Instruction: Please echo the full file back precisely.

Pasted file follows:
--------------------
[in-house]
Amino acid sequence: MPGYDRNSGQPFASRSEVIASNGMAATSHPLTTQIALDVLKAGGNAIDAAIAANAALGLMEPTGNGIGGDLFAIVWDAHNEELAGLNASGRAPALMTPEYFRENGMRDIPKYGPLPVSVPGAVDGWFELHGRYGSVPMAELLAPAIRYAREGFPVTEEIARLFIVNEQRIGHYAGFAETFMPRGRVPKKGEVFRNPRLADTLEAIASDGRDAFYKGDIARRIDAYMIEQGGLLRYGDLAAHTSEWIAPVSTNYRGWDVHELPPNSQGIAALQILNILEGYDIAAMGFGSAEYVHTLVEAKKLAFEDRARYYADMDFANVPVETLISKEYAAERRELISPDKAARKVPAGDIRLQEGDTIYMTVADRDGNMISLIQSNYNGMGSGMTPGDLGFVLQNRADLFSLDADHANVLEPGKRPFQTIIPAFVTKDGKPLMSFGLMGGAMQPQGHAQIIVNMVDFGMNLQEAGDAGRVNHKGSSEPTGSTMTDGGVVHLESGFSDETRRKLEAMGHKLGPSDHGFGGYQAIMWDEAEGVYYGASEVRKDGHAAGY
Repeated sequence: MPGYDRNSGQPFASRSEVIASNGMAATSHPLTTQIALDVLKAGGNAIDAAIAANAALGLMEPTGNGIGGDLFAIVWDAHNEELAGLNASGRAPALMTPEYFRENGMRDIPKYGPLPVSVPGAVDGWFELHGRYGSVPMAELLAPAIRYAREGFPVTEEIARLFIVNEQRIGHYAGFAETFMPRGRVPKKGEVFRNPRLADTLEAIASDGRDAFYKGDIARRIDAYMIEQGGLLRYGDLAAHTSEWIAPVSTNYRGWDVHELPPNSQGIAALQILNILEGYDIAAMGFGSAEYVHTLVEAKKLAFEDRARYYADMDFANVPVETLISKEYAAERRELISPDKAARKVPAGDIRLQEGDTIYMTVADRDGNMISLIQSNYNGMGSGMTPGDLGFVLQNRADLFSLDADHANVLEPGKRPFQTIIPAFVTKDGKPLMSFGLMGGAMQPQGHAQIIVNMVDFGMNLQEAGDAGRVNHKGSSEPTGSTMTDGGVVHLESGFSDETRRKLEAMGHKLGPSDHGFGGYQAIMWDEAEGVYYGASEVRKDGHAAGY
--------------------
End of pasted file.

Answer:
[in-house]
Amino acid sequence: MPGYDRNSGQPFASRSEVIASNGMAATSHPLTTQIALDVLKAGGNAIDAAIAANAALGLMEPTGNGIGGDLFAIVWDAHNEELAGLNASGRAPALMTPEYFRENGMRDIPKYGPLPVSVPGAVDGWFELHGRYGSVPMAELLAPAIRYAREGFPVTEEIARLFIVNEQRIGHYAGFAETFMPRGRVPKKGEVFRNPRLADTLEAIASDGRDAFYKGDIARRIDAYMIEQGGLLRYGDLAAHTSEWIAPVSTNYRGWDVHELPPNSQGIAALQILNILEGYDIAAMGFGSAEYVHTLVEAKKLAFEDRARYYADMDFANVPVETLISKEYAAERRELISPDKAARKVPAGDIRLQEGDTIYMTVADRDGNMISLIQSNYNGMGSGMTPGDLGFVLQNRADLFSLDADHANVLEPGKRPFQTIIPAFVTKDGKPLMSFGLMGGAMQPQGHAQIIVNMVDFGMNLQEAGDAGRVNHKGSSEPTGSTMTDGGVVHLESGFSDETRRKLEAMGHKLGPSDHGFGGYQAIMWDEAEGVYYGASEVRKDGHAAGY
Repeated sequence: MPGYDRNSGQPFASRSEVIASNGMAATSHPLTTQIALDVLKAGGNAIDAAIAANAALGLMEPTGNGIGGDLFAIVWDAHNEELAGLNASGRAPALMTPEYFRENGMRDIPKYGPLPVSVPGAVDGWFELHGRYGSVPMAELLAPAIRYAREGFPVTEEIARLFIVNEQRIGHYAGFAETFMPRGRVPKKGEVFRNPRLADTLEAIASDGRDAFYKGDIARRIDAYMIEQGGLLRYGDLAAHTSEWIAPVSTNYRGWDVHELPPNSQGIAALQILNILEGYDIAAMGFGSAEYVHTLVEAKKLAFEDRARYYADMDFANVPVETLISKEYAAERRELISPDKAARKVPAGDIRLQEGDTIYMTVADRDGNMISLIQSNYNGMGSGMTPGDLGFVLQNRADLFSLDADHANVLEPGKRPFQTIIPAFVTKDGKPLMSFGLMGGAMQPQGHAQIIVNMVDFGMNLQEAGDAGRVNHKGSSEPTGSTMTDGGVVHLESGFSDETRRKLEAMGHKLGPSDHGFGGYQAIMWDEAEGVYYGASEVRKDGHAAGY